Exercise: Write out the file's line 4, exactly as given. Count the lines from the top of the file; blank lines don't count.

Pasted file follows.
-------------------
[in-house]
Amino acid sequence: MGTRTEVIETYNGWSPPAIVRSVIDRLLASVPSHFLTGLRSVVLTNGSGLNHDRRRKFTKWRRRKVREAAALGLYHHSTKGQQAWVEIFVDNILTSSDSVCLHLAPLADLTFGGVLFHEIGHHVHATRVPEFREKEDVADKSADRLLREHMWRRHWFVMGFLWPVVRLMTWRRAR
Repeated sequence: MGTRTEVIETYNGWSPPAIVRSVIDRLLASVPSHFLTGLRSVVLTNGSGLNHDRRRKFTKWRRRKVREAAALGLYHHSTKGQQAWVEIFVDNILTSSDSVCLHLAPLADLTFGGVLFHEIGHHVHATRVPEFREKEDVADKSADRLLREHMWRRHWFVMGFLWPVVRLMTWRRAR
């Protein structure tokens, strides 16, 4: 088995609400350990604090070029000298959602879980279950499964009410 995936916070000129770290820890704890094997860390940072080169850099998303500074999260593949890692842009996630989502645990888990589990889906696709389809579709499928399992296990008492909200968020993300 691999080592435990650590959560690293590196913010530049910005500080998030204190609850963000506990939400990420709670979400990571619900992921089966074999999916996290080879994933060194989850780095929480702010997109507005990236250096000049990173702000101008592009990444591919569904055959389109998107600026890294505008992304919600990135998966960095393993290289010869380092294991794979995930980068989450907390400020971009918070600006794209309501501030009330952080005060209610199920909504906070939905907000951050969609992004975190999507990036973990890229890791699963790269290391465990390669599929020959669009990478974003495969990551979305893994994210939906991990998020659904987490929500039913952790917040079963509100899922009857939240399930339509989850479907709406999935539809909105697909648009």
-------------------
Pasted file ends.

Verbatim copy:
């Protein structure tokens, strides 16, 4: 088995609400350990604090070029000298959602879980279950499964009410 995936916070000129770290820890704890094997860390940072080169850099998303500074999260593949890692842009996630989502645990888990589990889906696709389809579709499928399992296990008492909200968020993300 691999080592435990650590959560690293590196913010530049910005500080998030204190609850963000506990939400990420709670979400990571619900992921089966074999999916996290080879994933060194989850780095929480702010997109507005990236250096000049990173702000101008592009990444591919569904055959389109998107600026890294505008992304919600990135998966960095393993290289010869380092294991794979995930980068989450907390400020971009918070600006794209309501501030009330952080005060209610199920909504906070939905907000951050969609992004975190999507990036973990890229890791699963790269290391465990390669599929020959669009990478974003495969990551979305893994994210939906991990998020659904987490929500039913952790917040079963509100899922009857939240399930339509989850479907709406999935539809909105697909648009």